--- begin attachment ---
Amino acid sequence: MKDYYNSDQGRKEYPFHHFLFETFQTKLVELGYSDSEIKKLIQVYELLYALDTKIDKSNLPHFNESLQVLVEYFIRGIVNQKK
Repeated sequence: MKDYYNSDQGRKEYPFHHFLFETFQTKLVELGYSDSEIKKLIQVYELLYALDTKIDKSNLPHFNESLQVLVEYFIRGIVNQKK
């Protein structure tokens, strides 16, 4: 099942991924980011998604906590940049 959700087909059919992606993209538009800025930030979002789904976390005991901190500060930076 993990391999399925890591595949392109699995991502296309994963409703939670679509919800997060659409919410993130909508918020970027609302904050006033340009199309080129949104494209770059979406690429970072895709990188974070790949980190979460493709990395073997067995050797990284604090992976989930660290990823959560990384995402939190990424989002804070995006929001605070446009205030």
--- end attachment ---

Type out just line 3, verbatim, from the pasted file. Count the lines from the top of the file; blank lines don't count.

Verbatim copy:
């Protein structure tokens, strides 16, 4: 099942991924980011998604906590940049 959700087909059919992606993209538009800025930030979002789904976390005991901190500060930076 993990391999399925890591595949392109699995991502296309994963409703939670679509919800997060659409919410993130909508918020970027609302904050006033340009199309080129949104494209770059979406690429970072895709990188974070790949980190979460493709990395073997067995050797990284604090992976989930660290990823959560990384995402939190990424989002804070995006929001605070446009205030």